Without question, a dwarfing rootstock can reduce vegetative growth, resulting in a tree with a smaller trunk, shorter height, narrower canopy, and lower root volume. These rootstocks, however, do not reduce size of leaves, flowers, or fruit. Nearly all NC-140 apple rootstock trials have evaluated rootstock effects on fruit size, and, in some cases, rootstock did in fact affect size. In no case was the relationship between the degree of dwarfing and fruit size such that the more dwarfing the rootstock, the smaller the fruit. In fact, many of the dwarfing rootstocks, for example M.9, actually result in the largest fruit size.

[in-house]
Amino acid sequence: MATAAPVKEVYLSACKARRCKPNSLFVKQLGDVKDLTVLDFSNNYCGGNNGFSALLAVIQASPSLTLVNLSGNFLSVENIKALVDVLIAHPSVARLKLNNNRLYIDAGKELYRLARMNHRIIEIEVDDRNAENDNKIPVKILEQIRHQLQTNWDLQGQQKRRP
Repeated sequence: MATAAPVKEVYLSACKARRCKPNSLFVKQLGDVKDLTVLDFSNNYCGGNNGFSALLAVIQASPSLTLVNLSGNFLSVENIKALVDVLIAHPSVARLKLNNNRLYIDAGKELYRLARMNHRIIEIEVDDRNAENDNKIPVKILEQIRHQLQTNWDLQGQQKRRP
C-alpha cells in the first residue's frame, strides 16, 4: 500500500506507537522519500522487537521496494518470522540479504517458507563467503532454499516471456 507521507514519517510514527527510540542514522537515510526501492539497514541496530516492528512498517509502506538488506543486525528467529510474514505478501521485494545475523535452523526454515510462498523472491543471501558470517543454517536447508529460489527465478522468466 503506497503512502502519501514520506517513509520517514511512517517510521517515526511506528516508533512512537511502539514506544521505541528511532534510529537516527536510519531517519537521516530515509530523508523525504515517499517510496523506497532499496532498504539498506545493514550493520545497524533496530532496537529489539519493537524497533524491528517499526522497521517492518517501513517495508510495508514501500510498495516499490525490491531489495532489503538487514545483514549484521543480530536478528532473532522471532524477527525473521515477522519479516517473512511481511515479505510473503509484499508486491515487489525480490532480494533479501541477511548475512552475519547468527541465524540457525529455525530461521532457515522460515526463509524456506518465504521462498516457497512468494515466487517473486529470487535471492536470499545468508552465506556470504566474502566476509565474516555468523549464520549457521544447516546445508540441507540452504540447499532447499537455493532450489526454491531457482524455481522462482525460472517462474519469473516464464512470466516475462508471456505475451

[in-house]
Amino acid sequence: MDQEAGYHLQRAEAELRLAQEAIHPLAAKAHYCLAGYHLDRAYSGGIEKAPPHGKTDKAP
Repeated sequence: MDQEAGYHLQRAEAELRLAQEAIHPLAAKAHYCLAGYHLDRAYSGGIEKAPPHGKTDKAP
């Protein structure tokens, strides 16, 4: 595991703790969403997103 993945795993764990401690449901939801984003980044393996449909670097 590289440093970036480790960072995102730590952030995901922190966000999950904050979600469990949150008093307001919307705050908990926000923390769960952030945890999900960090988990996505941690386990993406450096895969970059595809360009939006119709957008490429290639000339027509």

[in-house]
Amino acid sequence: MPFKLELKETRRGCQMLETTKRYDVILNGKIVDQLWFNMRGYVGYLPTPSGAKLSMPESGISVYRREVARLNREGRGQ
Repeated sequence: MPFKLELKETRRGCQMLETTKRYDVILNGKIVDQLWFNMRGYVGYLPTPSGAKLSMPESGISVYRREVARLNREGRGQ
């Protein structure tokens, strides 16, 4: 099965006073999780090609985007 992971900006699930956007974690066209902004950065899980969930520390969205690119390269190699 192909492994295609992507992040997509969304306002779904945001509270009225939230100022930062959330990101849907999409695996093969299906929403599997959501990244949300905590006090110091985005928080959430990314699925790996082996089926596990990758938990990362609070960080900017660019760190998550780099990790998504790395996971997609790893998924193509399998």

Answer provided by Wes Autio, University of Massachusetts, Amherst.